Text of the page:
Slice of Life: Crude language


If the words bring marshmallow on the sticks, peanuts on the wok or food on grill to your mind, you are my kind of people.   Come and join me.

On the other hand, there are other kind of roasting.  e.g., Comedy Central has set to roast Bruce Wills in Summer.   Yesterday, while on drive back home from work,  I was listening on the radio about the roasting someone and how it is no holds bar.  That made me  think:

Where are we headed as a society?  

Why these people think use of cuss words in regular communication is acceptable? 

Why are we laughing when someone is saying R-rated jokes demeaning someone’s loved ones?

How are we expecting to raise kind and thoughtful children when we are allowing crude language in our homes?  


What are we doing to discourage this kind of talk permeating our lives? 


The use of curse word does not mean open mindness.  Use of curse word means the speaker has limited vocabulary and/ or have lost control over thinking process and good behavior. -Purviben K. Trivedi-Ziemba

What are your thoughts?  I would love to hear from you.  If you leave your blog url in the comment,  we can visit you as well.

Let us keep the conversation going.

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Slice of Life

Each Tuesday reflective writers are invited to share their slice of life at Two Writing Teachers.  Come and join us.  If you would like to read more posts like this, search by category Slice of Life or hashtag #SOL18.

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8 thoughts on “Slice of Life: Crude language

  1. I’m so tired of the coarse language that is everywhere in today’s media. I think, though, that a lot of people expect it and find that it validates their own language. That just keeps the cycle going. Thank you for your thoughtful post.

  2. Tim,

    Thanks for the visit and feedback.

    Yes, the media is over flooded, even seemingly nice people use ugly words. Sometimes ago I was watching Facebook Live where Tom Hanks used A@# &*() which prompted me to click off the FB Live. Bruce Wills used same crude language for his comment on the roast.

    My stand is either do not support these comments or use them as teachable moments. In our conversations, we refrain from using crude language even when we are describing someone we abhor.

    Small steps to recapture conversations.

    Best wishes.


  3. Ouch, you got me! Truth be told, tomorrow, as those horrible curse words leave my lips, my mind will be thinking about my limited vocabulary. Who knows, this post may have just changed me for the better. Time will tell. Thank you Purviben.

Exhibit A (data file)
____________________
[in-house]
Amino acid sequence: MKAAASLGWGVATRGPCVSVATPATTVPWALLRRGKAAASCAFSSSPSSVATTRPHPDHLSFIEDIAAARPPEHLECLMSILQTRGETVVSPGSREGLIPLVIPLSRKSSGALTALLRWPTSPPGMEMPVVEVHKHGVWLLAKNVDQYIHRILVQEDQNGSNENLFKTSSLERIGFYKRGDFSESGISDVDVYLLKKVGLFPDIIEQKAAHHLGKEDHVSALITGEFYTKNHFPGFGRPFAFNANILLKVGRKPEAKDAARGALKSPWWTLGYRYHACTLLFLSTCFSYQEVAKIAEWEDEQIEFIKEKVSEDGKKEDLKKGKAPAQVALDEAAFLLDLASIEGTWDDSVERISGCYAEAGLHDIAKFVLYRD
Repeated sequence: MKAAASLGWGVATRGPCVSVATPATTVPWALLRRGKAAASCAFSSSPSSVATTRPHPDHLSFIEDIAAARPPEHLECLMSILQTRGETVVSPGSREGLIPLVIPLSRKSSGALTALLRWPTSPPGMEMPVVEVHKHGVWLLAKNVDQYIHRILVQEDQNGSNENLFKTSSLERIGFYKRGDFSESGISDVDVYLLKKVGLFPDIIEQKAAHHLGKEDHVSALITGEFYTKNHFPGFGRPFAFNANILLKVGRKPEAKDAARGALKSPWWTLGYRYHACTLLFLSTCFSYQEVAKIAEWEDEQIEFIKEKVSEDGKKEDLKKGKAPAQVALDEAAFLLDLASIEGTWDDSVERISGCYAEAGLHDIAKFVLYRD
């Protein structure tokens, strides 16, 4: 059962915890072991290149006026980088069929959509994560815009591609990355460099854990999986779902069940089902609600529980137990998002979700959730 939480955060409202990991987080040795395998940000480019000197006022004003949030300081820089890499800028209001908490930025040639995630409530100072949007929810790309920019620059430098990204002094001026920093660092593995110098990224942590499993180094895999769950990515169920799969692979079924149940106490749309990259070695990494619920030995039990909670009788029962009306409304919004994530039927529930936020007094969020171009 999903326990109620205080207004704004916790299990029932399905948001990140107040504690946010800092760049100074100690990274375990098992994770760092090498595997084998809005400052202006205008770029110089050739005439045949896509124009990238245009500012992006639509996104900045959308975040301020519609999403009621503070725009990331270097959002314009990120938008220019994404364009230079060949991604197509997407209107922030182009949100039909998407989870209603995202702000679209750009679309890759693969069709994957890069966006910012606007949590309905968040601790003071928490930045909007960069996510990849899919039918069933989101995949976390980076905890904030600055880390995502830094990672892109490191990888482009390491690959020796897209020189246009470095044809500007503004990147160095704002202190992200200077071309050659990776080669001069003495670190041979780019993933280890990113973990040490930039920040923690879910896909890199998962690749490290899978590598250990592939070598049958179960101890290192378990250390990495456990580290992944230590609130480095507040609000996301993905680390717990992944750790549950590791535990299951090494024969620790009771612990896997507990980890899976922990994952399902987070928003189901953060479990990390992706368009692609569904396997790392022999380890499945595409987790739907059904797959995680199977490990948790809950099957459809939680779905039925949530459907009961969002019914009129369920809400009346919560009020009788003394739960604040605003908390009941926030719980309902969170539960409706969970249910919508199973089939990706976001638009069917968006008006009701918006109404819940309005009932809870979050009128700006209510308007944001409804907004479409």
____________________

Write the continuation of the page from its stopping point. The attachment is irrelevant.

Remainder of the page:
• Georgia,

      I am guilty of using curse words at times as well and correct myself as necessary or apologize sheepishly. We all use them from time to time and that it part of life. We just need to be mindful of our audience and self.

      I have issue with crude language sprinkled in conversation. e.g., the movie Kingsmen: Secret Service. To see excellent actors such as Michel Cain, Samuel Jackson and Collin Firth (as well as the young cast members) using FBombs like nothing make me shake my head. Using clean language would have elevated this movie, cut down on run time and made it more family friendly.

      Same thing with magazine / television interviews. Filters are tossed aside.

      Thanks for listening. Come again.

  4. I find myself sensitive to language in certain settings. For instance, I always listen with a set of “child’s ears” during the sermon at church and wonder sometimes at how it sounds to a child who might not understand the whole topic but hears a tone.

    • Amelia,

      Thanks for visiting and feedback.

      listening with “Child’s ears” what a wonderful way to listen.

      Best wishes.


  5. Language is a slippery thing, and I think that we use different words in different situations. What is appropriate here, might not be appropriate there. I am hesitant to make social judgments on someone with respect to language. Course language does not indicate an uneducated mind.
    But I do hear what you are saying.
    Unfortunately, we have a president who believes that the nature of rhetoric is to bully with language, and I wonder how these years will shape how public discourse takes place.

  6. Kevin,

    Thanks for the feedback. Yes, language is fluid, depending on connotation its meaning changes AND use of choice words/ bad language does not always mean an uneducated mind; it may be choice, moment of frustration or life style. My intention is not to pass judgement on anyone or their choice of language, especially when I have used choice words at times. My frustration comes when I am subjected to listen or read crude language when using them is unnecessary.

    We, as a society, have a huge issue with bullying. I believe the way we interact with one another, the way we role model and which celebrities we spend our $$ on does shape our future.

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